The method of the present invention is carried out by providing an upper orifice means by which a first pressure differential is effected between the gas motor inlet and the source of gas pressure to cause subsonic or sonic flow to occur into the motor. The downstream flow passageway from the motor is provided with a lower orifice means by which a second pressure differential is effected between the motor outlet and the drill bit outlet to cause sonic flow to occur through the bit orifices as spent gas exhausts into the borehole annulus. Hence, the pressure of the compressible fluid flowing down the pipe string is therefore maintained at a minimum value required to achieve sonic flow conditions at the location of the second pressure differential (i.e., the lower orifice).
In one embodiment of the invention, an upper orifice is provided immediately upstream of the gas motor, and a lower orifice is positioned downstream of the gas motor. The latter orifice can be made up of orifices in the drill bit itself. The ratio of the diameters of the orifice throats are of a value respective to the bottomhole borehole pressure and the pipe string pressure to achieve a required pressure drop at the upper orifice and sonic flow conditions at the lower orifice.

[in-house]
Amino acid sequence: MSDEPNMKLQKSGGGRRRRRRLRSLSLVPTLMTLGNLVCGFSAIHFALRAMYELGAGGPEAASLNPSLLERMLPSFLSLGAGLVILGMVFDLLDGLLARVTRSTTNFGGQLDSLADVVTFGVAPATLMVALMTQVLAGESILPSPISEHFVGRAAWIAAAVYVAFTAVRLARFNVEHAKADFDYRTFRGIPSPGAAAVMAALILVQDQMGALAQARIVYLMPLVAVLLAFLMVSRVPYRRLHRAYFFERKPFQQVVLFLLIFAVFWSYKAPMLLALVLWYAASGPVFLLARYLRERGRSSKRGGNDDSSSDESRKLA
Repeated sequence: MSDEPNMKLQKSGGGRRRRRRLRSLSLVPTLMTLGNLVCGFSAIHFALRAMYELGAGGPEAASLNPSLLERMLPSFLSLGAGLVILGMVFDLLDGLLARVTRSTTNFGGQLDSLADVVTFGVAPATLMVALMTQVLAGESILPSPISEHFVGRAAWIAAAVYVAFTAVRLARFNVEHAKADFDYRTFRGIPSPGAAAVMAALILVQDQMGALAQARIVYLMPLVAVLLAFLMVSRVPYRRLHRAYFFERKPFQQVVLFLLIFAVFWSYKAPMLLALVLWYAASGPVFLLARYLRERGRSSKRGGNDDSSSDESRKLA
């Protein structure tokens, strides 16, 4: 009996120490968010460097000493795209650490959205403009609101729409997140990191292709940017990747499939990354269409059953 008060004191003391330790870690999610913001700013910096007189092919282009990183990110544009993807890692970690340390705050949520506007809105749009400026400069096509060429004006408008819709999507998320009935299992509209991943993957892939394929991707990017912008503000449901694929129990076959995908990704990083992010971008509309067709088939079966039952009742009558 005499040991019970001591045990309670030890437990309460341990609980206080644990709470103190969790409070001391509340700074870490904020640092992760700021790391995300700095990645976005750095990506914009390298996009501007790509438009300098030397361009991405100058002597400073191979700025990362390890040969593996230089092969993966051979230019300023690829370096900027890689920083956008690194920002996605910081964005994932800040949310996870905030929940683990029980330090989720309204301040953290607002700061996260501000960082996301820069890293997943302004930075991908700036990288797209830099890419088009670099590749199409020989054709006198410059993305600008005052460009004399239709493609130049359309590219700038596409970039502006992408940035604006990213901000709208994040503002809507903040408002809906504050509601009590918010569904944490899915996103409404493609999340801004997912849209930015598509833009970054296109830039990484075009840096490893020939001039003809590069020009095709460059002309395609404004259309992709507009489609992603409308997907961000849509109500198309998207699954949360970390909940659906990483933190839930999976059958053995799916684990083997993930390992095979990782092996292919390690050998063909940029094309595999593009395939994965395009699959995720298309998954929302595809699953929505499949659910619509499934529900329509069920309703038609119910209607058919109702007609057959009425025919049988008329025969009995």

In the practical embodiment of the invention, individual upstream orifices are incorporated into each of the inlets to the motor, while each of the passageways through the bit are provided with an orifice means therewithin. The accumulated total area of the upper orifice respective to the accumulated total area of the lower orifice are sized respective to one another to achieve a ratio which effects sonic flow below the pneumatic motor regardless of variations in the bottom hole pressure.
Accordingly, a primary object of the present invention is the provision of means by which sonic flow conditions always occur at the lower orifice below the downhole pneumatic motor while the bottom hole pressure is free to change within a predetermined range of values.